Back to Home Page or Contents or Greek Mythology or Article Index

Olympus


Mount Olympus is the highest mountain in Greece, 9570 feet above sea level, situated on the boundary between Thessalia and Macedonia, near the Aegean Sea. In Greek mythology it was thought to be the home of the gods and goddesses. Seated on its summit were the palaces of the deities that had been built by Hephaestus. The entrance to Olympus was through a gate of clouds protected by the goddesses named the Seasons. Zeus had his thrown on Olympus, and here the deities feasted on nectar and ambrosia and were entertained with songs of the Muses. There were twelve major deities including Zeus, Hera, Poseidon, Hades, Hestia, Athena, Ares, Apollo, Artemis, Aphrodite, Hermes, and Hesphaestus. The Greek writers eventually moved the home of the Olymoian deities to a more celestial region free from snow and storms, and filled with dazzling light. A.G.H.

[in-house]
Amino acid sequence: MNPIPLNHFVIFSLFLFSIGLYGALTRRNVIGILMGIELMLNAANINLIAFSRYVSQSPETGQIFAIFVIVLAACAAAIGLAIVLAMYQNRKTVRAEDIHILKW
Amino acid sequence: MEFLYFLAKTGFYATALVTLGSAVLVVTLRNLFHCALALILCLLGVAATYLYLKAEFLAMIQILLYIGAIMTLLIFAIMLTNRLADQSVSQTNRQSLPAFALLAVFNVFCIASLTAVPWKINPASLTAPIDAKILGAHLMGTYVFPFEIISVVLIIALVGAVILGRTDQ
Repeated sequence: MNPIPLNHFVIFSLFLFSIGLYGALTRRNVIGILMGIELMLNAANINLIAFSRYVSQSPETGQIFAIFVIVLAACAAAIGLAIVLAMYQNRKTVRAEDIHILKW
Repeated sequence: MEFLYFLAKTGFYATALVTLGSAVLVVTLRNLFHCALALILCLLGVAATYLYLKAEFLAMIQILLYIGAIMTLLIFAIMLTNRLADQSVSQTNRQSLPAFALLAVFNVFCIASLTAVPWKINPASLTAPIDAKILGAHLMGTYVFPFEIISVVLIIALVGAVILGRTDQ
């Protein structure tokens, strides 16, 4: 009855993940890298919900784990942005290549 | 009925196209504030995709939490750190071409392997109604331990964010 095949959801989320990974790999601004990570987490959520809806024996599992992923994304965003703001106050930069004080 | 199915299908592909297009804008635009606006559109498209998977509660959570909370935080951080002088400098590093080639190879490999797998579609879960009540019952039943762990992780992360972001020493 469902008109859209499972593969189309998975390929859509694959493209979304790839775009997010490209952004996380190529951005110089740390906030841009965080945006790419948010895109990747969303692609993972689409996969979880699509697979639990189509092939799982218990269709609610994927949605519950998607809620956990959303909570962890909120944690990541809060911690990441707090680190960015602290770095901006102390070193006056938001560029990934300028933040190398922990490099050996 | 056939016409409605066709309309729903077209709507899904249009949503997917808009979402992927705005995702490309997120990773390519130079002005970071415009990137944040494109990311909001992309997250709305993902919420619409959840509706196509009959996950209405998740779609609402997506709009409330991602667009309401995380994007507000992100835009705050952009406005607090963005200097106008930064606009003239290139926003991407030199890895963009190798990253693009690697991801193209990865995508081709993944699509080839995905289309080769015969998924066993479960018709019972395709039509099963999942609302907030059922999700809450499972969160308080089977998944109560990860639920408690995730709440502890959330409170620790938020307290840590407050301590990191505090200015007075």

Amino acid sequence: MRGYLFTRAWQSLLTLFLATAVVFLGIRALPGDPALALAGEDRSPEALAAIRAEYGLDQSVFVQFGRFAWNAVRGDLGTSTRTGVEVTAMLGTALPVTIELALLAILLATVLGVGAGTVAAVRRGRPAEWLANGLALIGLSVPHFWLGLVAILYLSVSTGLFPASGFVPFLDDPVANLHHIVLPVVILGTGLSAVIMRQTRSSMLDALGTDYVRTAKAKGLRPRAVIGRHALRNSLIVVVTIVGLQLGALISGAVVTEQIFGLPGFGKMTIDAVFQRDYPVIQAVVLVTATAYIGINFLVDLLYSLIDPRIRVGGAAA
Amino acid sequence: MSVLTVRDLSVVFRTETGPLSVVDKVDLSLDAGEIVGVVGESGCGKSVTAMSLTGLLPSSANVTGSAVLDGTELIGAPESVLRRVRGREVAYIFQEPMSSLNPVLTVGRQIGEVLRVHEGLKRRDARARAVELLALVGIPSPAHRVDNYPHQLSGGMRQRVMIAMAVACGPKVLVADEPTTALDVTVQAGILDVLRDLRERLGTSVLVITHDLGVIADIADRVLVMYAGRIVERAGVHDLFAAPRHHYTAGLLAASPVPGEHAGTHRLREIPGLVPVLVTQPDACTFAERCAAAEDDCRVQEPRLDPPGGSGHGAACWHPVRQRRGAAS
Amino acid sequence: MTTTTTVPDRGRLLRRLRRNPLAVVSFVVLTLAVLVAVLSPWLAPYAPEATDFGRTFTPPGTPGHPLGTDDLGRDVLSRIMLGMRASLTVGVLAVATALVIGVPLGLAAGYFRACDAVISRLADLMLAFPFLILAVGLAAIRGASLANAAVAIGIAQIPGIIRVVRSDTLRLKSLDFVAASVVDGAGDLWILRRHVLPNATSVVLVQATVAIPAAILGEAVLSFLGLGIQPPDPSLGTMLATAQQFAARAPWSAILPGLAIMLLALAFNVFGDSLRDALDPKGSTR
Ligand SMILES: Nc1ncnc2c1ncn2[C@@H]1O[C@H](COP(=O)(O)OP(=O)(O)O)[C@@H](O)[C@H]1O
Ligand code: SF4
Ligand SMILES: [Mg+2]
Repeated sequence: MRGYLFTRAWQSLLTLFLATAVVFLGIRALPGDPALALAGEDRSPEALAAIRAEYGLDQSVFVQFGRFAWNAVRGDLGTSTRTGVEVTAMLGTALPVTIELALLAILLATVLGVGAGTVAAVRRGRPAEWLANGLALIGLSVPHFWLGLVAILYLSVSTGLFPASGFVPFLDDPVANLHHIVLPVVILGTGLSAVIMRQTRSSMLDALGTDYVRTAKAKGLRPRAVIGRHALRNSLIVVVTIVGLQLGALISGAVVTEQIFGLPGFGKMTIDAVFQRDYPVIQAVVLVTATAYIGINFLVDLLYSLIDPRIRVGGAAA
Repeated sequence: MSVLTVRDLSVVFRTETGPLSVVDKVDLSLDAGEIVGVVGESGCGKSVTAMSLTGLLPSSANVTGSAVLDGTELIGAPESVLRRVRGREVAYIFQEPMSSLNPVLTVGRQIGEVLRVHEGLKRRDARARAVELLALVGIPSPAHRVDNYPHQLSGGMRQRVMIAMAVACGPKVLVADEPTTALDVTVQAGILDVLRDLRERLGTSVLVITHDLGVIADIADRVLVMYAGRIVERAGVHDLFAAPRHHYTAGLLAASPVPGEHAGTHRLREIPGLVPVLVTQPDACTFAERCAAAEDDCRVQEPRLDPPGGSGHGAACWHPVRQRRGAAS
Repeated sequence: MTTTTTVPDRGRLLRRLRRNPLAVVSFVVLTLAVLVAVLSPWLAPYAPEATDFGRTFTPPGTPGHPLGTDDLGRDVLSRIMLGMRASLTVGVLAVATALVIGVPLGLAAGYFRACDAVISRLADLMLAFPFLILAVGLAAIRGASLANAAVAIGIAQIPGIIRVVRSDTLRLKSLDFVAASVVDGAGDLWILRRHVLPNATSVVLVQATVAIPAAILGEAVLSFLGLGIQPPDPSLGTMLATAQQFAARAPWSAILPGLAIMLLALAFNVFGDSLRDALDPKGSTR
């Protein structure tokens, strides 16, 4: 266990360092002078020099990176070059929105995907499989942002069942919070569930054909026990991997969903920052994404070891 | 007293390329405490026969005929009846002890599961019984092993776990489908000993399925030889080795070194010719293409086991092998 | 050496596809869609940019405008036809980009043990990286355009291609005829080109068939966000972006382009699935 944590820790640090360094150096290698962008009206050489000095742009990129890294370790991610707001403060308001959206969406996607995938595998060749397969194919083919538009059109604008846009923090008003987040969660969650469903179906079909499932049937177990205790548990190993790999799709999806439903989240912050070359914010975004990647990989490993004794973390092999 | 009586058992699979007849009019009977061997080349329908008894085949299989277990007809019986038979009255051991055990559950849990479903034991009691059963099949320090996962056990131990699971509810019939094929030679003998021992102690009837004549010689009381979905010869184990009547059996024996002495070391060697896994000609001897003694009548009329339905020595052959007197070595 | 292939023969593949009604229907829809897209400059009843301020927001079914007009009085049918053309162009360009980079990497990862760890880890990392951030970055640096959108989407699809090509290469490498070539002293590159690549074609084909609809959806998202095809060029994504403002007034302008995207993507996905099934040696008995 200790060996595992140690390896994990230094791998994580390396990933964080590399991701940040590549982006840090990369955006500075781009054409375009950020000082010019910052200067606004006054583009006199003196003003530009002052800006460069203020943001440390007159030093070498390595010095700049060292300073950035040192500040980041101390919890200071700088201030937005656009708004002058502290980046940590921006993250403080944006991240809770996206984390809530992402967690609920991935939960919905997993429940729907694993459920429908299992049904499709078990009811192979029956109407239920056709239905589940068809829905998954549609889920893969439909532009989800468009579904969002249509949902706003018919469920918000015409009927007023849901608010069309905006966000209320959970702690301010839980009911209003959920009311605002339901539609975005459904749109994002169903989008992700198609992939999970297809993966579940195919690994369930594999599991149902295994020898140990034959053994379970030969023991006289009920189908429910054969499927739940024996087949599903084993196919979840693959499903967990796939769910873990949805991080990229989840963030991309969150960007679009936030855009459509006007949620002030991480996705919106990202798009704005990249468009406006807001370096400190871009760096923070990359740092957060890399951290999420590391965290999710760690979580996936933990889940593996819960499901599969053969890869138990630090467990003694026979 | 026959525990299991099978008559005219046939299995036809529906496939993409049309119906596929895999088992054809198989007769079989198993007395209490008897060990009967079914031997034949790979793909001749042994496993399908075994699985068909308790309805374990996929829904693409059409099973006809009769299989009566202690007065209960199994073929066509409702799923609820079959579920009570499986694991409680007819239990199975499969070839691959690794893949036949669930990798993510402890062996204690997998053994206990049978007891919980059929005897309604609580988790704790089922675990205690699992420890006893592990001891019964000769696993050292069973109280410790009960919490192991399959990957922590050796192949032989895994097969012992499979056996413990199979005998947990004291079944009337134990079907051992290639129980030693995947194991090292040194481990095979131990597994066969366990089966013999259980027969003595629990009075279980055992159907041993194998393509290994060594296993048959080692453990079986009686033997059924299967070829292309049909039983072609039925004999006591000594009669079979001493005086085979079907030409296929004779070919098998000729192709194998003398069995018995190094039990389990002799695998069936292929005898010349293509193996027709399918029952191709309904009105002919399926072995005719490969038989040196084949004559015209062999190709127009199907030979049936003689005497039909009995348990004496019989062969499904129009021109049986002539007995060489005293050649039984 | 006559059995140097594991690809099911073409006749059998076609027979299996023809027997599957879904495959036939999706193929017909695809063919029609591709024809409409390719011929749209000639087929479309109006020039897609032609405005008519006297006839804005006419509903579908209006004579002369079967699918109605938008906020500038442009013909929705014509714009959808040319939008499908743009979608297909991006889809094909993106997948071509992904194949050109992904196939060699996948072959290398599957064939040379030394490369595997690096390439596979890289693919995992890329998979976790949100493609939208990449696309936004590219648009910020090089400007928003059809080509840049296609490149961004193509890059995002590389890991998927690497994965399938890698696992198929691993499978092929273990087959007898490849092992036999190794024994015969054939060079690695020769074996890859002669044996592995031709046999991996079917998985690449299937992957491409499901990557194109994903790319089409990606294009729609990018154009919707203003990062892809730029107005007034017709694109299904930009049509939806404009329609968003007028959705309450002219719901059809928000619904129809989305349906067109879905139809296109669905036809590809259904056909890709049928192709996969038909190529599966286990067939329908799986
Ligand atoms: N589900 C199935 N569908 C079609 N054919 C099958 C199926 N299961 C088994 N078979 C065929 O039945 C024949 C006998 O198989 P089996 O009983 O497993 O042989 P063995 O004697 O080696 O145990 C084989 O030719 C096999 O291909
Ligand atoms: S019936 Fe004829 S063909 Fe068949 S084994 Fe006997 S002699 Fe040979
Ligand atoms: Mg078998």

Sources:

Funk &Wagnalls New Encyclopedia, 1979, 18, 142-143
Grimal, Pierre, Larousse World Mythology, Secaucus, New Jersey, Chartwell Books, 1965, pp. 100, 101

Home    Alchemy    Ancient Beliefs    Buddhism    Christianity    Demonology    Divination    Goddess and witchcraft    Great Mysteries    Hinduism    Islam     Judaism    Magic    Neo-paganism    Other    Paranormal    Past and present Beliefs    People    Religions and sects    Rituals and texts    Shamanism    Stones    Theosophy African Mythology    Asian Mythology    Buddha Mythology    Egyptian Mythology    Greco-Roman Mythology    Greek Mythology    Hindu Mythology    Native American    Persian Mythology    Roman Mythology    South American Mythology